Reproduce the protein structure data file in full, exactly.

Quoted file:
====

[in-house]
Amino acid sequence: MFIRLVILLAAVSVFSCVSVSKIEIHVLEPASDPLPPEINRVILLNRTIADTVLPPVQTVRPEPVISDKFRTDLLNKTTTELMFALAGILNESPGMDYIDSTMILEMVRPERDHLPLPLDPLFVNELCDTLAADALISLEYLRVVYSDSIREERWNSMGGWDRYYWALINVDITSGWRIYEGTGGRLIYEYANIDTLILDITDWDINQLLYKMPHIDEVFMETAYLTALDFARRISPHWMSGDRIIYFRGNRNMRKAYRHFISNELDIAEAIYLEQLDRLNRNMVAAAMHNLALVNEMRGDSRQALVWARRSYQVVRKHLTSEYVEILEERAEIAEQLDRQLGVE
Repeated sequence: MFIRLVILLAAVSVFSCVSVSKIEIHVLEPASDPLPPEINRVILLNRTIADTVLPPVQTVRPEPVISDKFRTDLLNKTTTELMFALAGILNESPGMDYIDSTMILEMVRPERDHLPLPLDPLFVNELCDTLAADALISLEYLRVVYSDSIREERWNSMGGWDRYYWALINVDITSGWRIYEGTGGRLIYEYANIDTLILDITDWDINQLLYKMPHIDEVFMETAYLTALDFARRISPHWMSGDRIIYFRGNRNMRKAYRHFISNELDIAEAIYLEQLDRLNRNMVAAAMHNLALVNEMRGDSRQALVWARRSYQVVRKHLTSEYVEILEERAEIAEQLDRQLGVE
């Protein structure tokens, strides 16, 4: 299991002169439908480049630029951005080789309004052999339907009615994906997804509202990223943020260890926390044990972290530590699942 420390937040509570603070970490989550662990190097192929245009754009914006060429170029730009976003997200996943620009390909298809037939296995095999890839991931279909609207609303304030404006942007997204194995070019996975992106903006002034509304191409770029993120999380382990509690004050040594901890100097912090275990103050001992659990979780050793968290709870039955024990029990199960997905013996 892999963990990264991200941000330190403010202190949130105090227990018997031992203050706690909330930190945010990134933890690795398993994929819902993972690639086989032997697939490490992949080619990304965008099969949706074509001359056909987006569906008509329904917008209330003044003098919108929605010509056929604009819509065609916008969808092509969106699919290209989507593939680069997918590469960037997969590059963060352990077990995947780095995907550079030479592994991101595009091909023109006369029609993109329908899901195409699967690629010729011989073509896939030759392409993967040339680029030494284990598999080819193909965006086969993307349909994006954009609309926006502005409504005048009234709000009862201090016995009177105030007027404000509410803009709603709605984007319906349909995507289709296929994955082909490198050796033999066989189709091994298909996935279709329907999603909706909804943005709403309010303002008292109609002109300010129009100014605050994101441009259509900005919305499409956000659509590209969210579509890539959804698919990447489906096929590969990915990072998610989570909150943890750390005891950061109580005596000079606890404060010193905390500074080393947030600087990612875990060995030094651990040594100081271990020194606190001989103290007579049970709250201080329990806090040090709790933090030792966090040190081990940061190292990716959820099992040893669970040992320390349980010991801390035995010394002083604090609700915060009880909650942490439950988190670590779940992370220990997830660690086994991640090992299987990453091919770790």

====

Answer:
[in-house]
Amino acid sequence: MFIRLVILLAAVSVFSCVSVSKIEIHVLEPASDPLPPEINRVILLNRTIADTVLPPVQTVRPEPVISDKFRTDLLNKTTTELMFALAGILNESPGMDYIDSTMILEMVRPERDHLPLPLDPLFVNELCDTLAADALISLEYLRVVYSDSIREERWNSMGGWDRYYWALINVDITSGWRIYEGTGGRLIYEYANIDTLILDITDWDINQLLYKMPHIDEVFMETAYLTALDFARRISPHWMSGDRIIYFRGNRNMRKAYRHFISNELDIAEAIYLEQLDRLNRNMVAAAMHNLALVNEMRGDSRQALVWARRSYQVVRKHLTSEYVEILEERAEIAEQLDRQLGVE
Repeated sequence: MFIRLVILLAAVSVFSCVSVSKIEIHVLEPASDPLPPEINRVILLNRTIADTVLPPVQTVRPEPVISDKFRTDLLNKTTTELMFALAGILNESPGMDYIDSTMILEMVRPERDHLPLPLDPLFVNELCDTLAADALISLEYLRVVYSDSIREERWNSMGGWDRYYWALINVDITSGWRIYEGTGGRLIYEYANIDTLILDITDWDINQLLYKMPHIDEVFMETAYLTALDFARRISPHWMSGDRIIYFRGNRNMRKAYRHFISNELDIAEAIYLEQLDRLNRNMVAAAMHNLALVNEMRGDSRQALVWARRSYQVVRKHLTSEYVEILEERAEIAEQLDRQLGVE
């Protein structure tokens, strides 16, 4: 299991002169439908480049630029951005080789309004052999339907009615994906997804509202990223943020260890926390044990972290530590699942 420390937040509570603070970490989550662990190097192929245009754009914006060429170029730009976003997200996943620009390909298809037939296995095999890839991931279909609207609303304030404006942007997204194995070019996975992106903006002034509304191409770029993120999380382990509690004050040594901890100097912090275990103050001992659990979780050793968290709870039955024990029990199960997905013996 892999963990990264991200941000330190403010202190949130105090227990018997031992203050706690909330930190945010990134933890690795398993994929819902993972690639086989032997697939490490992949080619990304965008099969949706074509001359056909987006569906008509329904917008209330003044003098919108929605010509056929604009819509065609916008969808092509969106699919290209989507593939680069997918590469960037997969590059963060352990077990995947780095995907550079030479592994991101595009091909023109006369029609993109329908899901195409699967690629010729011989073509896939030759392409993967040339680029030494284990598999080819193909965006086969993307349909994006954009609309926006502005409504005048009234709000009862201090016995009177105030007027404000509410803009709603709605984007319906349909995507289709296929994955082909490198050796033999066989189709091994298909996935279709329907999603909706909804943005709403309010303002008292109609002109300010129009100014605050994101441009259509900005919305499409956000659509590209969210579509890539959804698919990447489906096929590969990915990072998610989570909150943890750390005891950061109580005596000079606890404060010193905390500074080393947030600087990612875990060995030094651990040594100081271990020194606190001989103290007579049970709250201080329990806090040090709790933090030792966090040190081990940061190292990716959820099992040893669970040992320390349980010991801390035995010394002083604090609700915060009880909650942490439950988190670590779940992370220990997830660690086994991640090992299987990453091919770790």